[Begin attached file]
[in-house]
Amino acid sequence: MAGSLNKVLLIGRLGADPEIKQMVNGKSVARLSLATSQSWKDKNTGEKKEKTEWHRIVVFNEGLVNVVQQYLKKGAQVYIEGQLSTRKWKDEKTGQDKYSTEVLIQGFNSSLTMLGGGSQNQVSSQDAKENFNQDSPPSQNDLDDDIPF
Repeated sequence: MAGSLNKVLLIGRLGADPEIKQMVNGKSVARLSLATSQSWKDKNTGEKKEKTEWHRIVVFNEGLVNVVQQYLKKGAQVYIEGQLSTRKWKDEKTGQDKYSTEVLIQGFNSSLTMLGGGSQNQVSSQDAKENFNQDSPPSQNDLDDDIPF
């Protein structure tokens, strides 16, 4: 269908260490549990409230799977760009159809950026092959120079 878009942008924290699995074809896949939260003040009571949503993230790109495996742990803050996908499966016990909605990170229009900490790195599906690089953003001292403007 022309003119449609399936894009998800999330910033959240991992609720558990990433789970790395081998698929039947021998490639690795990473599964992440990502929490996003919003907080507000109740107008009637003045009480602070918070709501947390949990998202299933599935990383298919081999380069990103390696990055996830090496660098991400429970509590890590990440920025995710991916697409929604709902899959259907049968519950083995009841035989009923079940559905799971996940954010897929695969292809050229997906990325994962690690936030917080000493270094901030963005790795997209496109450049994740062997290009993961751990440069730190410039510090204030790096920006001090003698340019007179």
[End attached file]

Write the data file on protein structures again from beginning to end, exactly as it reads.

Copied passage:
[in-house]
Amino acid sequence: MAGSLNKVLLIGRLGADPEIKQMVNGKSVARLSLATSQSWKDKNTGEKKEKTEWHRIVVFNEGLVNVVQQYLKKGAQVYIEGQLSTRKWKDEKTGQDKYSTEVLIQGFNSSLTMLGGGSQNQVSSQDAKENFNQDSPPSQNDLDDDIPF
Repeated sequence: MAGSLNKVLLIGRLGADPEIKQMVNGKSVARLSLATSQSWKDKNTGEKKEKTEWHRIVVFNEGLVNVVQQYLKKGAQVYIEGQLSTRKWKDEKTGQDKYSTEVLIQGFNSSLTMLGGGSQNQVSSQDAKENFNQDSPPSQNDLDDDIPF
């Protein structure tokens, strides 16, 4: 269908260490549990409230799977760009159809950026092959120079 878009942008924290699995074809896949939260003040009571949503993230790109495996742990803050996908499966016990909605990170229009900490790195599906690089953003001292403007 022309003119449609399936894009998800999330910033959240991992609720558990990433789970790395081998698929039947021998490639690795990473599964992440990502929490996003919003907080507000109740107008009637003045009480602070918070709501947390949990998202299933599935990383298919081999380069990103390696990055996830090496660098991400429970509590890590990440920025995710991916697409929604709902899959259907049968519950083995009841035989009923079940559905799971996940954010897929695969292809050229997906990325994962690690936030917080000493270094901030963005790795997209496109450049994740062997290009993961751990440069730190410039510090204030790096920006001090003698340019007179």